If you are looking for a loan, serving your bank manager breakfast might just do the trick.
A compound found in eggs makes people much more generous, new research suggests.
Scientists say that tryptophan, an amino acid found in some foods, can change our behaviour.
In experiments they found that consuming a small portion of tryptophan – the equivalent of that found in three eggs – doubled the sum volunteers gave to charity. Eggs and other foods such as fish and milk are rich in tryptophan, an amino acid that is converted in the body into the feel-good chemical serotonin. The substance is also marketed as a food supplement called TRP.
Psychologists from Leiden University in the Netherlands, writing in the Frontiers in Psychology journal, said: ‘For the first time, we investigated whether the administration of a compound contained in food such as fish, eggs, soy, and milk can promote charitable donating.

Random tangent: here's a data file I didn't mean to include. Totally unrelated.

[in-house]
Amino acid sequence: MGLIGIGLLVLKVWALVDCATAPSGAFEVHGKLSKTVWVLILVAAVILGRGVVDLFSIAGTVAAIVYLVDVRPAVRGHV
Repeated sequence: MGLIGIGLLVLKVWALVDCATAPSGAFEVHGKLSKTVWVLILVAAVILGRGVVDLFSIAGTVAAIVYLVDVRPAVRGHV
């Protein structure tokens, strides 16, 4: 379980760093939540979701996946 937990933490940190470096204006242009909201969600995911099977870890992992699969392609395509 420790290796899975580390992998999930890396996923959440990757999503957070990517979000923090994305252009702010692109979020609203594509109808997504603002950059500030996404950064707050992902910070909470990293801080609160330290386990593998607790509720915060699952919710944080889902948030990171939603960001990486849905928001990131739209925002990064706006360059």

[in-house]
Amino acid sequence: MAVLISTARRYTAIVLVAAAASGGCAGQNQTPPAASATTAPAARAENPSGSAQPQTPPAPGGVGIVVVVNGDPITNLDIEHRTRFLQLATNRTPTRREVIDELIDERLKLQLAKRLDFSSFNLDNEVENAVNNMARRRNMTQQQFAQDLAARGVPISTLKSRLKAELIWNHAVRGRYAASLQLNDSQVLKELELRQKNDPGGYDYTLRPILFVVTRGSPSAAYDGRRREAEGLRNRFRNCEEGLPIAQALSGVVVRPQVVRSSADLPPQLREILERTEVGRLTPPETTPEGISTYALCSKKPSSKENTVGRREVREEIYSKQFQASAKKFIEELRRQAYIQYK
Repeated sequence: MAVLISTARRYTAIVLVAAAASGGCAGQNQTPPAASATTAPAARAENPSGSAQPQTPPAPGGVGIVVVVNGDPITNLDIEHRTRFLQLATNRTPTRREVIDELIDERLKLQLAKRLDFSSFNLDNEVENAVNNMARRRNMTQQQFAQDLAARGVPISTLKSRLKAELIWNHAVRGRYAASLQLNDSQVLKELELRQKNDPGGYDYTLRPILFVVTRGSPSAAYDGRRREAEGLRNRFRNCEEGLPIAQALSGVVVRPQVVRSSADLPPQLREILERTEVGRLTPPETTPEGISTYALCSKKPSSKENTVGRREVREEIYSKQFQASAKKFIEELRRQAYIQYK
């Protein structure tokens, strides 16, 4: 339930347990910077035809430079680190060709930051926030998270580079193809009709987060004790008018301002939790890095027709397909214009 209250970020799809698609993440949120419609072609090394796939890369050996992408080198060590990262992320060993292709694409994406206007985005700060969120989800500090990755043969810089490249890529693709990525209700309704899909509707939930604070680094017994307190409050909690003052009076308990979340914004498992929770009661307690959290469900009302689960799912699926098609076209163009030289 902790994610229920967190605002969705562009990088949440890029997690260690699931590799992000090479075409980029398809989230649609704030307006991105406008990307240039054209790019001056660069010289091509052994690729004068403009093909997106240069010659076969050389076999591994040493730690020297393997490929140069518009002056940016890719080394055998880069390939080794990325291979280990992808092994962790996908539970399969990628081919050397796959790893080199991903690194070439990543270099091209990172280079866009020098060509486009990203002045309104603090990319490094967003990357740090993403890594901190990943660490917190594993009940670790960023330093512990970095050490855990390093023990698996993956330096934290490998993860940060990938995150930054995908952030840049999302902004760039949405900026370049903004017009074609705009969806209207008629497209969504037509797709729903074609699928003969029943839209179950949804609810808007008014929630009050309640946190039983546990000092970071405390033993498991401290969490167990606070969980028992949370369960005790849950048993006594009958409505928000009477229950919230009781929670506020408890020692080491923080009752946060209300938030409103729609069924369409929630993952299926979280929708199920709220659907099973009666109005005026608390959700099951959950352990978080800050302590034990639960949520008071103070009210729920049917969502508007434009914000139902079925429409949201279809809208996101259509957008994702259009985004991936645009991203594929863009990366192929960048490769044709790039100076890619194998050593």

Our study is the first demonstration that charitable donating can be enhanced by serotonin-related food supplements.’ The authors carried out an experiment on 32 men and women, in which half were given a powder containing 0.8 grams of TRP, and the others were given a harmless placebo powder. Each participant was given £7.50 ($11.25) for taking part in the research and asked whether they were willing to donate part of their financial reward to charity.
Four boxes for Unicef, Amnesty International, Greenpeace, and World Wildlife Fund were left on a table.
When the psychologists counted the takings, they found that those given the TRP powder donated an average of 75p ($1.15), while those who received the placebo donated half as much. Just how a food supplement could have such an effect is not clear, but the scientists suggest the involvement of oxytocin, the so-called ‘cuddle’ hormone produced by women during breastfeeding and lovemaking… see more
source: dailymail UK